In the past, stretching was just stretching. There was only one kind and everybody did it before working out, and some also did it after exercise. These days, every aspect of exercise is more scientific and technical, and what used to be simple stretching is not so simple anymore. Not only are there different types of stretching, it is now recognized that the timing of when you stretch can be as important as which stretches you are actually performing.
It can be confusing enough to figure out how much to exercise, which exercise to do, and how to properly perform them. And now the very concept of flexibility training is being stretched, dissected and analyzed to make everything even harder to figure out. Luckily, the staff at Flex4Fitness are hard at work trying to sort out the information and bring you practical advice to help you spend less of your valuable time trying figuring out what to do and more time Flexing 4 Fitness!
There are many different types of stretching, some very basic, others more advanced. The most common stretches we were taught in the past are now classified as static stretches. The following is a brief overview of the basic stretching types that are recognized now and what the benefits and drawbacks of each one are:
- Static- Static stretching is when you use your own body weight or opposing muscle groups to stretch and hold a fixed position to elongate and loosen your muscles. This type of stretch is very good for improving flexibility and range of motion in your joints as well as maintaining flexibility as we age. We used to think it was also good for preventing injuries and maximizing performance when performed before physical activity. However, its effectiveness regarding the prevention of injuries has been questioned and studies have shown that static stretching actually decreases your power, balance and reactions time when done prior to sporting activities. However, routine static stretching may reduce the risk of injury as it increases the safe range through which a joint can be moved without injury occurring to surrounding muscles and ligaments. The best time to do static stretching is after working out and in between workouts. Examples of a static stretch include the hamstring stretch, quadriceps stretch, calf stretch, triceps stretch and butterfly stretch. There are two types of static stretches.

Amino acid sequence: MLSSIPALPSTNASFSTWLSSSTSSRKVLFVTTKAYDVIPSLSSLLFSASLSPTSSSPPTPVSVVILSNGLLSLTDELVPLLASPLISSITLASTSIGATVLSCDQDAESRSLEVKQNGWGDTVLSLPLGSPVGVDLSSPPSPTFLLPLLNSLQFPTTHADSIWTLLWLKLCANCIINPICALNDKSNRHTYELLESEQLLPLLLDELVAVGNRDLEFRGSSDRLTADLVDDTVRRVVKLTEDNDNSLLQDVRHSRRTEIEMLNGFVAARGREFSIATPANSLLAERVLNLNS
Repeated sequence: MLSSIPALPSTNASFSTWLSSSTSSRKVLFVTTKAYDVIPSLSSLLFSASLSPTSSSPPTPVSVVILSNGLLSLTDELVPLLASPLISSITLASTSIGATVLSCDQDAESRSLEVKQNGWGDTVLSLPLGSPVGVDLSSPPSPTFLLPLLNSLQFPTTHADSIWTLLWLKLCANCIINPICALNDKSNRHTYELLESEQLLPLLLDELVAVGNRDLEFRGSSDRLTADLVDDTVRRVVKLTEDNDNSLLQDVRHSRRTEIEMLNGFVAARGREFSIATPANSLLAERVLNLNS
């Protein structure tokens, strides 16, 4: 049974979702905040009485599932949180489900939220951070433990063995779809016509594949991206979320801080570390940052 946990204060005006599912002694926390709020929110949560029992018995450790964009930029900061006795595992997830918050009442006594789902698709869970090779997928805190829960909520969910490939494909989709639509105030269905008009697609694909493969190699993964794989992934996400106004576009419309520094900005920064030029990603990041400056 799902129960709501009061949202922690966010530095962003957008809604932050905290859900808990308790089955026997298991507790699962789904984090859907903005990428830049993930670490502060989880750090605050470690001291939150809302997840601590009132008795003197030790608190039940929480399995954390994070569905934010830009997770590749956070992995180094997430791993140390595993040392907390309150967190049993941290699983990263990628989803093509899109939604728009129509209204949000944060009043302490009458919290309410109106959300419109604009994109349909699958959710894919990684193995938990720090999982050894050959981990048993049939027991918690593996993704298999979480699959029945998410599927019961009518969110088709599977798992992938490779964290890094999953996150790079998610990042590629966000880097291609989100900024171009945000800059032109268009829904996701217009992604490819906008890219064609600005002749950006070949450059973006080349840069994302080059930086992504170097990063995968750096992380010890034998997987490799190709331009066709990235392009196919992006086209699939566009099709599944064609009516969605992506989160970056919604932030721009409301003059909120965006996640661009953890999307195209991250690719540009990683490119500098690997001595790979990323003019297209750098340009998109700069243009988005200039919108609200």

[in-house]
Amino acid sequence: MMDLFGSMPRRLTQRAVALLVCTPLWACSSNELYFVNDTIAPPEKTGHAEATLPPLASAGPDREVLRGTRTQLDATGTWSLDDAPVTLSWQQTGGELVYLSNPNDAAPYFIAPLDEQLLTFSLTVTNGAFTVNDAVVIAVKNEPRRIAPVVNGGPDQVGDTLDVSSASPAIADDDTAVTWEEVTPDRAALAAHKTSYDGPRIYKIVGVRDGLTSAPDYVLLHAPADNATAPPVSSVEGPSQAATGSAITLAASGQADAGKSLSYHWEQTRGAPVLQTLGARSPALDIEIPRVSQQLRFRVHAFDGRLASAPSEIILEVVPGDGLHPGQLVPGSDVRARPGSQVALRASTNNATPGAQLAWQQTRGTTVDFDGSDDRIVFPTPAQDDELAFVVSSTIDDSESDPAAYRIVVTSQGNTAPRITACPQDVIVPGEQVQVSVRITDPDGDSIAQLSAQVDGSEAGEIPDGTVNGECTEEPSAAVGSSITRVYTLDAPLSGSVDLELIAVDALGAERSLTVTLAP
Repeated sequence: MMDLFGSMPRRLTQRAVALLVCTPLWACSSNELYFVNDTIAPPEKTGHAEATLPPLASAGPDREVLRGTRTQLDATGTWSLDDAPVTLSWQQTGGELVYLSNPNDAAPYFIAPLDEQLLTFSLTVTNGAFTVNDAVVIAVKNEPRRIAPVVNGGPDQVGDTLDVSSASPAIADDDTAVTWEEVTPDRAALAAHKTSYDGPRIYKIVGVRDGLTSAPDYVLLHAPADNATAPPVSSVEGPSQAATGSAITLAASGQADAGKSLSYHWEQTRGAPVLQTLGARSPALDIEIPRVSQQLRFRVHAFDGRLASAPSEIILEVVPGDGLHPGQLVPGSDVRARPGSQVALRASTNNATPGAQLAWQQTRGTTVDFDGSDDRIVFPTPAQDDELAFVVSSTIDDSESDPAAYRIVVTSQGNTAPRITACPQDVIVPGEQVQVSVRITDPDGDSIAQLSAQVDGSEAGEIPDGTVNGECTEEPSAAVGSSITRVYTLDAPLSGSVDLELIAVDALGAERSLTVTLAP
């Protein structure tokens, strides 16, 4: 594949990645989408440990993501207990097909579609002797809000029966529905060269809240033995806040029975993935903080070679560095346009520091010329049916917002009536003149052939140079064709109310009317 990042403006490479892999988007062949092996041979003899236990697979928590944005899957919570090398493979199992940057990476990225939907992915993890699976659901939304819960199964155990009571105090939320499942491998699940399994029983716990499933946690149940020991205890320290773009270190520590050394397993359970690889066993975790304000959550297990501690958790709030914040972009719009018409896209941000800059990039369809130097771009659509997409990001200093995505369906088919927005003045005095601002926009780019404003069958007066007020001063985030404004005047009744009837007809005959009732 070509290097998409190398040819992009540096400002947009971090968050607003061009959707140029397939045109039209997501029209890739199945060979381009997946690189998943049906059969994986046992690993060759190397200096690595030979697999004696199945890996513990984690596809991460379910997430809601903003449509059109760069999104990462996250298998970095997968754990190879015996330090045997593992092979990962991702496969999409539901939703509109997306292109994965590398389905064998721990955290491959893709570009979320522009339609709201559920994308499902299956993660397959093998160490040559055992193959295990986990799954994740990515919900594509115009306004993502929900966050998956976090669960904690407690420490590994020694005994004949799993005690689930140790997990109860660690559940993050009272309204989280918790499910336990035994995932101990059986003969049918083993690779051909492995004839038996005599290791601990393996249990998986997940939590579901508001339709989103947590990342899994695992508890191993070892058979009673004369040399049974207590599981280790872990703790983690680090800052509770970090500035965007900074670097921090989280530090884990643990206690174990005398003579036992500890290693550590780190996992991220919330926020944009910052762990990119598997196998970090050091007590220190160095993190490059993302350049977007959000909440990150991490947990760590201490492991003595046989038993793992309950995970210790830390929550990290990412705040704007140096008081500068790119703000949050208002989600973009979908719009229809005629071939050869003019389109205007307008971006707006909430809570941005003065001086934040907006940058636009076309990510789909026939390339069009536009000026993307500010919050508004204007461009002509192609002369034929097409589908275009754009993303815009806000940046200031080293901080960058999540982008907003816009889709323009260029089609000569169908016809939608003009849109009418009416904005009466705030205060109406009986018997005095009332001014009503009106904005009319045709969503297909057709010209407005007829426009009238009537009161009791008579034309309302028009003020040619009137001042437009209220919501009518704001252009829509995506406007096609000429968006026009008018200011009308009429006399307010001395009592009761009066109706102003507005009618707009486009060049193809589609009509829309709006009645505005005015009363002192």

- Passive- Static Passive Stretching is when you use your own body weight to hold the stretching position.
- Active- Static Active Stretching is when you do not use your own body weight but rather resistance from opposing muscle groups to hold the stretch.
- Dynamic- Dynamic Stretching is when you use movement and momentum to go through exaggerated motions that use the same motions as running, or other activity-specific movements. Unlike static stretching, the final position is not held. Dynamic stretching appears to be a better alternative to static stretching when performed before athletic activities. Dynamic stretching uses activity-specific movements to prepare the body for movement. Arms circles, exaggerated kicking or throwing motion, knee lifts and lunges are examples of dynamic stretches.
- Ballistic- Ballistic stretching is similar to dynamic stretching in the it uses motion as a way to stretch. However, ballistic stretching involves bouncing or jerking movements. Ballistic stretching is effective at increasing range of motion in joints but leaves you more susceptible to injury due to the small tears that the bouncing motion creates. Since it may increase your risk for injury, it should be performed with caution.